Between 1870 and 1906, Italianate and Eastlake style flats, built by firms such as The Real Estate Associates (TREA), and cottages erected by individual homesteaders went up on newly subdivided parcels of the Mission. The socio-economic level of the Mission neighborhood was generally middle-class although not as affluent as other Victorian streetcar suburbs such as the Western Addition. The 1906 Earthquake and Fire was a watershed event in the history of the neighborhood, however. This event transformed the district from a quasi-rural streetcar suburb into an industrial district populated principally by working class Irish and German immigrants.
In the years following the 1906 Earthquake, the San Francisco based units of the National Guard were quartered in a temporary wood frame structure on the southeastern corner of Van Ness Avenue and California Street. Two-and-a-half years later, in January 1909, Captain Herman G. Stundt, began actively lobbying Governor James Norris Gillett for funds to construct a new modern armory that would consolidate the dispersed local companies into one facility. On April 20, 1909, Governor Gillett signed a bill appropriating $420,000 for the construction of a new armory, with the caveat that the citizens of San Francisco raise $100,000 to purchase the land. As a first step in the process, Governor Gillett consolidated all four companies of the local Fifth Infantry into the 250th Coast Artillery. In spite of repeated fundraising pleas from the editor on the San Francisco Call newspaper, San Franciscans raised only $60,000 by the end of 1909. Reiterating the editorials in the Call, the director of the San Francisco Real Estate Board appealed to the patriotic sensibilities of San Franciscans. When this tactic failed, he pointed out the large number of lucrative construction contracts and local equipment and supply purchases that would result from the construction of the armory. The funds were raised.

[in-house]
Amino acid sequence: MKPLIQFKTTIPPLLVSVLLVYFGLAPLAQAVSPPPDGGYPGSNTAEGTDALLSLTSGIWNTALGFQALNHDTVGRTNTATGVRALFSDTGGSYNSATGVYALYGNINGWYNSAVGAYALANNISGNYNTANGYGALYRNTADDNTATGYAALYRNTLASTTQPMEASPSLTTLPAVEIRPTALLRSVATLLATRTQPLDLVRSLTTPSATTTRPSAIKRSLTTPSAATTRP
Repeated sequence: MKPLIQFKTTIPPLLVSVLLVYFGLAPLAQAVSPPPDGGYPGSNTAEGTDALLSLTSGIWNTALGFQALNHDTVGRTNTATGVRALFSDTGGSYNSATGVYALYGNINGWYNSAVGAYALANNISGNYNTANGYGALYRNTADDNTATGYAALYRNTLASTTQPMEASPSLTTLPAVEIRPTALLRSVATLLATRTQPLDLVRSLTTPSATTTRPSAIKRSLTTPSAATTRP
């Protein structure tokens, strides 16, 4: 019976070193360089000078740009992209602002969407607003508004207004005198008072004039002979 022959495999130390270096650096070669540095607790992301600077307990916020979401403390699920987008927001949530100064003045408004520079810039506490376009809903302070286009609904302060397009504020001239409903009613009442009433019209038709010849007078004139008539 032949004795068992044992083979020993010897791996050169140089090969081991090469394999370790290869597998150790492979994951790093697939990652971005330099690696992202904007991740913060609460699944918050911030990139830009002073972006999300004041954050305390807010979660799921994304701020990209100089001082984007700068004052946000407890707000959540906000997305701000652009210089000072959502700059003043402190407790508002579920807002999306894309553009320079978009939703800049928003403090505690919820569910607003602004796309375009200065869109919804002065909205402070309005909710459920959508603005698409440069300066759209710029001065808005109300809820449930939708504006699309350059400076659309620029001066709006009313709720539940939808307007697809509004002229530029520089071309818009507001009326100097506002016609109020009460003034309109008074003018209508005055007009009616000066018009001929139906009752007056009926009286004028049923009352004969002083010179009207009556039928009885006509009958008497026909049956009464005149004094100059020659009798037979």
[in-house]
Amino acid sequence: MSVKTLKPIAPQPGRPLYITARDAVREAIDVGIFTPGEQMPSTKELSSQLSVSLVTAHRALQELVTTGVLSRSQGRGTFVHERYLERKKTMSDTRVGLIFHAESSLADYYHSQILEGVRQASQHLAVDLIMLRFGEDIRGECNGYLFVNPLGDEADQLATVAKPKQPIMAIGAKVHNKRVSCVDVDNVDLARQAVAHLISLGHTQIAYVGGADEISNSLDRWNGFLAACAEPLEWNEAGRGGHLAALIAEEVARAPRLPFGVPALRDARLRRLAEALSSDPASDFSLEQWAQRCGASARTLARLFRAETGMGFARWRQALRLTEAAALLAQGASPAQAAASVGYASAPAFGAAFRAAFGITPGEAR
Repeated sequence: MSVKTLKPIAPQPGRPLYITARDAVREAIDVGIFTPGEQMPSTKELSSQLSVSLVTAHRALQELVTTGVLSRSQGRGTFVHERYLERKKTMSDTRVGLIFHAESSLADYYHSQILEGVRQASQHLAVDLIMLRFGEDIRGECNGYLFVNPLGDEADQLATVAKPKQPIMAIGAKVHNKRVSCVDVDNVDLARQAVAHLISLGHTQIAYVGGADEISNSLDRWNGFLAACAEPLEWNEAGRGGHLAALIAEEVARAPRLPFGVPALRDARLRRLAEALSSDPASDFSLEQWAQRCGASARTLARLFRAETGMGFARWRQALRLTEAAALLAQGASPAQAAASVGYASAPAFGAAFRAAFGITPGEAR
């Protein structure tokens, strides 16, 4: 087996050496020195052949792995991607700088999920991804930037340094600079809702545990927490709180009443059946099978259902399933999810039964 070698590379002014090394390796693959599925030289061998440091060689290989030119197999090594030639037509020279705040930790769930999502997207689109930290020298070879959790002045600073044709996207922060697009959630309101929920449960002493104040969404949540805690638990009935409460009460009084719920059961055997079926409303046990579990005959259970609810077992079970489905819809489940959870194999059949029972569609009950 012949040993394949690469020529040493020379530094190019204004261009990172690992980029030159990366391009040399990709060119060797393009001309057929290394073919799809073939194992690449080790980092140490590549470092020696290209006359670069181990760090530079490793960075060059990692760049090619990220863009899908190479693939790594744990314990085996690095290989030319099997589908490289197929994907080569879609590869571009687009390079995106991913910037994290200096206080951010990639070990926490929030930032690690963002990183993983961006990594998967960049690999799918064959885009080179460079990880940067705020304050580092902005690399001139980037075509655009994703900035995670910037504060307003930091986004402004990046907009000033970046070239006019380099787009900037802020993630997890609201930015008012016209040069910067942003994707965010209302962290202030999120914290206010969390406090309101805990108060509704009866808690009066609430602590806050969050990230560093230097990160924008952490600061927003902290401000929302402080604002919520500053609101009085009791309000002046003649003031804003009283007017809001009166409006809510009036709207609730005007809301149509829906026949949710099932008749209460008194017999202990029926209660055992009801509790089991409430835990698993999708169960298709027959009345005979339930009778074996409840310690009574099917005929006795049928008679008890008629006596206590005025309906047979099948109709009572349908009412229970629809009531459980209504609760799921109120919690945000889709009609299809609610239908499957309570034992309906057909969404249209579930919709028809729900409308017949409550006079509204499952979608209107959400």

Armory in artist's rendering, 1912.
Photo: San Francisco History Center, San Francisco Public Library
Wollett’s designs were finalized and the contract put out to bid in August 1912. The contract was awarded to the construction firm of McLeran & Peterson. Construction began in September 1912 and proceeded steadily for a year and a half. By June 1914, the new California Armory and Arsenal was completed and occupied. Departing from many contemporary armories in cities of the Northeast and Midwest, the Mission Armory was designed within the context of California’s architectural traditions. Interchangeably labeled by Wollett as being either a Spanish or Moorish fortress, the Mission Armory made use of features and materials typical of California’s contemporary regional Mission Revival and Arts and Crafts movements, clearly departing from the Gothic or Romanesque styles popular back East. The final cost of the building was approximately a half-million dollars, including the land. When completed (minus the Drill Court) an article in the San Francisco Chronicle claimed: “San Francisco now has one of the finest armories in the United States, not only in point of cost and equipment, but in point design.”
The new California Armory and Arsenal would house then companies of the Coastal Artillery, two divisions of the Naval Militia, one Signal Corps one Engineering Corps and several other divisions of the California National Guard brought in from Oakland and San Mateo. Almost as important as its military purpose was its promised role as a social and recreation center for Guardsmen. It was believed that the multitude of amenities and activities offered would help to recruit men into the service of the California National Guard. From its completion in 1914 onward, the Mission Armory served as a social center for National Guardsmen, many of whom were recruited from San Francisco.
From 1920s through the 1940s, the Mission Armory served as San Francisco’s primary sports venue, eventually earning the nickname the Madison Square Garden of the West. For almost three decades, at least two prizefights were held in the Drill Court each week, usually on Tuesday and Friday nights. One very notable fight included a light heavyweight title fight between Young Jim Corbett III and Jackie Fields. Other notable fights that took place in the Mission Armory included matches between Mike Teague and Armand Emanuel (Teague was the World Light Heavy Weight Champion); Jackie Fields and Jack Thompson (both were welterweight champions); and Young Jim Corbett and Pete Myers in 1929.